Upland sandpiper Bartramia longicauda
Spotted redshank Tringa erythropus Tobago only; Rare/Accidental
Common greenshank Tringa nebularia Rare/Accidental
Greater yellowlegs Tringa melanoleuca
Lesser yellowlegs Tringa flavipes
Solitary sandpiper Tringa solitaria
Willet Tringa semipalmata
Spotted sandpiper Actitis macularia
Ruddy turnstone Arenaria interpres
Red knot Calidris canutus Trinidad only
Sanderling Calidris alba Trinidad only
Semipalmated sandpiper Calidris pusilla
Western sandpiper Calidris mauri
Least sandpiper Calidris minutilla
White-rumped sandpiper Calidris fuscicollis
Baird's sandpiper Calidris bairdii Trinidad only; Rare/Accidental
Pectoral sandpiper Calidris melanotos
Stilt sandpiper Calidris himantopus
Buff-breasted sandpiper Calidris subruficollis Near-threatened
Ruff Calidris pugnax Rare/Accidental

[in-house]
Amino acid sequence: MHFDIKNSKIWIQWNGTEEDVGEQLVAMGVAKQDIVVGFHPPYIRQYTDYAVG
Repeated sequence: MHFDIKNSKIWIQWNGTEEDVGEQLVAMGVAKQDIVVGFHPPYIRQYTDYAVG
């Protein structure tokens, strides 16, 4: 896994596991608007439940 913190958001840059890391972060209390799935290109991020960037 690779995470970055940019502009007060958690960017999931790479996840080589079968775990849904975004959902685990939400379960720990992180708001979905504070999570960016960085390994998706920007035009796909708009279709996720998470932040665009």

Order: Charadriiformes. Family: Stercorariidae

The family Stercorariidae are, in general, medium to large birds, typically with grey or brown plumage, often with white markings on the wings. They nest on the ground in temperate and arctic regions and are long-distance migrants.

Name Binomial Status
South polar skua Stercorarius maccormicki Trinidad only
Pomarine skua Stercorarius pomarinus Trinidad only; Rare/Accidental
Arctic skua Stercorarius parasiticus Rare/Accidental

Gulls, terns, and skimmers[edit]

Order: Charadriiformes. Family: Laridae

Laridae is a family of medium to large seabirds and includes gulls, kittiwakes, terns, and skimmers. They are typically grey or white, often with black markings on the head or wings. They have stout, longish bills and webbed feet. Terns are a group of generally medium to large sea-birds typically with grey or white plumage, often with black markings on the head. Most terns hunt fish by diving but some pick insects off the surface of fresh water. Terns are generally long-lived birds, with several species now known to live in excess of 25 to 30 years. Skimmers are a small family of tropical tern-like birds. They have an elongated lower mandible which they use to feed by flying low over the water surface and skimming the water for small fish.

Name Binomial Status
Ring-billed gull Larus delawarensis
Lesser black-backed gull Larus fuscus Rare/Accidental